Recording artist, songwriter, label founder, producer, author, actor: David Byrne, 62, has seen the entertainment business from many sides during his four-decade career.
Amid hearings on copyright and music licensing before the House Judiciary Committee, Billboard reached out to Byrne -- a member of the newly formed Content Creators Coalition, a group of musicians, authors and other creators seeking better terms for online use of their works -- for some thoughts on the state of artists' rights. He responded via email from London.
Congress is taking a hard look at music licensing this year. What would you say to Congress about the state of music and creativity in 2014? What can Congress do to help artists?
I think that artists in general can be given more agency regarding what happens to their work. I don't own my own old recordings, a similar situation to many artists, so I have no say whether they are licensed to YouTube, Spotify, Beats, Apple, you name it, and for what percentage and for how long. If that's where music consumption is going, much of it is completely out of my control. I do at least control the publishing (which not every artist does) so that gives me a foot in the door: other kinds of licensing -- films, TV, etc. -- are up to me.
Philosophically, I think the issue is: Do we always do what is best for the consumer in the short run, or do we think more long-term about our culture and quality of life? Is the giant corporation that underprices everyone else -- and therefore seduces the consumers by the boatload -- necessarily best for our future? And not just for the future of creatives, but of all of us? In France, for example, there are regulations regarding this kind of corporate price-undercutting that protects small bookstores and publishers. As a result, the consumer is more or less forced to pay a base price for a book, but there is a still a culture of bookstores and small publishers. The consumer might have to pay more than they would (for a while, anyway) at Walmart or Amazon, for example, but there can be more diversity and survival for smaller and medium-sized companies and vendors. It's a trade-off. In musical terms, I think it comes down to this: Do we want to continue to support recording musicians beyond the top handful, or do we want have lives surrounded by creativity of all sorts?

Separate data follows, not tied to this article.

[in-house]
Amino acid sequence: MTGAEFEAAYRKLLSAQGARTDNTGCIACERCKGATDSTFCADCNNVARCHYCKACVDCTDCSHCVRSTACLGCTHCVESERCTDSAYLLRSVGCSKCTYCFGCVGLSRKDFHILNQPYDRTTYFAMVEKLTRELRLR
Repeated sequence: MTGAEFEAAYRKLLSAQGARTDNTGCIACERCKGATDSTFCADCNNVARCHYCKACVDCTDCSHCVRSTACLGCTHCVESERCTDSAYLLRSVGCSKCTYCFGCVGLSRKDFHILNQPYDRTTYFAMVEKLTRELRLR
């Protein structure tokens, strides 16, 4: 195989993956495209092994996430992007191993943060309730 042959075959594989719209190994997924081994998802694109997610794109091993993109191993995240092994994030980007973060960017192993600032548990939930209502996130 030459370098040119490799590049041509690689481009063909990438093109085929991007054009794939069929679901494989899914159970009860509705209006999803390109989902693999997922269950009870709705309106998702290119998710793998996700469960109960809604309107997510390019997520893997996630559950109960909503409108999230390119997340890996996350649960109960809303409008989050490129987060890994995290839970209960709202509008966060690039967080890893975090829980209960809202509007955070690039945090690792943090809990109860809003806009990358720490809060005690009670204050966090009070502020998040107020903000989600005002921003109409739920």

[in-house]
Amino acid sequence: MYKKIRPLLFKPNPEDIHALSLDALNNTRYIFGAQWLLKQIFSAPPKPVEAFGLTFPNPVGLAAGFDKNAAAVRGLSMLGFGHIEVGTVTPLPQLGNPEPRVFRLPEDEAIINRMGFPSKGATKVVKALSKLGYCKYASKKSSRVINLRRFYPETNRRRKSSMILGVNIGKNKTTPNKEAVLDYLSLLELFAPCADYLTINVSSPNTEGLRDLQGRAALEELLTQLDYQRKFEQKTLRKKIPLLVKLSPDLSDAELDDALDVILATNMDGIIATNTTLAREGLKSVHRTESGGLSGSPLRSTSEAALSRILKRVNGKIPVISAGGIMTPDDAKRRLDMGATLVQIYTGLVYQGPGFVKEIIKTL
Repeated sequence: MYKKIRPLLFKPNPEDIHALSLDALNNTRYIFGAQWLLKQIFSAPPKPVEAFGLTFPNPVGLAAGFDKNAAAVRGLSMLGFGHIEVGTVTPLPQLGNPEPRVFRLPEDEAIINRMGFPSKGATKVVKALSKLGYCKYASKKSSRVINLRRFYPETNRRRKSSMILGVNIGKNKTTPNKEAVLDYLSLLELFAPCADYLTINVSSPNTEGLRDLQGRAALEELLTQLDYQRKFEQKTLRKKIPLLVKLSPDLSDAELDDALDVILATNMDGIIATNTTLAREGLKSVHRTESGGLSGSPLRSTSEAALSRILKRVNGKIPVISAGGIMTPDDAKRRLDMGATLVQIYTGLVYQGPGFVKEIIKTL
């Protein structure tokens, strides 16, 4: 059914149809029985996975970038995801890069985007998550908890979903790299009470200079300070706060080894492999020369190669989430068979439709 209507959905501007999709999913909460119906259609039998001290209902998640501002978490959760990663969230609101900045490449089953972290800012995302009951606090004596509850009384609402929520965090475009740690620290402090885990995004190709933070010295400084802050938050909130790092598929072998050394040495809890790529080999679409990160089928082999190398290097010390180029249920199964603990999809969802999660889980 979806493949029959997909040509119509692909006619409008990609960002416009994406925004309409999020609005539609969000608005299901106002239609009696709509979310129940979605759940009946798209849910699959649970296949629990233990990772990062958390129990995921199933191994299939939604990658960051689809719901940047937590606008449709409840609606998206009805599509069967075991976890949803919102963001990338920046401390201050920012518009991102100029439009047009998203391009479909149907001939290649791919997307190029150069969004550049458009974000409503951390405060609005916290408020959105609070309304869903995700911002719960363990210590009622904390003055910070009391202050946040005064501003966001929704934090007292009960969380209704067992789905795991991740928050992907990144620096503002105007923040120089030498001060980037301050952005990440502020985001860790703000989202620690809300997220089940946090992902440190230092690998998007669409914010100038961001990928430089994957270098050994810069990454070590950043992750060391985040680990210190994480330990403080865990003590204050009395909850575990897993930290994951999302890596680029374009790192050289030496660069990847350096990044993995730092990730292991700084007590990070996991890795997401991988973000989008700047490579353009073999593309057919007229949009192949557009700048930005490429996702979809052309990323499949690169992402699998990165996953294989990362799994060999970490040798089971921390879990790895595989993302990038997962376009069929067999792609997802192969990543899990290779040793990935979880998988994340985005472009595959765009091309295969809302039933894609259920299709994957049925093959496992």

How has the decline in the sales of recorded music affected you? Do you now spend more time on touring and other projects?
I've always been budget-conscious, but I'm even more so now. I'm lucky, I came up and got somewhat established when record companies still spent on marketing and all the rest for medium-sized artists -- a lot of those budgets have dried up for artists coming up now. I tour regularly, yes, but no more than I used to. It is a source of income, more than sales of recordings, but I also feel the concertgoer deserves his or her money's worth. Tickets aren't cheap. So we artists have to give as much as we can and balance that against ticket sales.
I recently spent a lot of time on a musical ["Here Lies Love"] and though it hasn't been a big source of income for me, I could see that for creative folks these other avenues could be a way to survive.
Profit is difficult in digital music. The rates paid by Pandora, which are set by a board of judges, are believed by many artists to be too low. Pandora is not profitable, although it has successfully raised money through public stock offerings. Spotify negotiates rates with record labels. It's a privately owned company that is probably not profitable yet. How should the needs of the artistic community be balanced with the needs of digital services?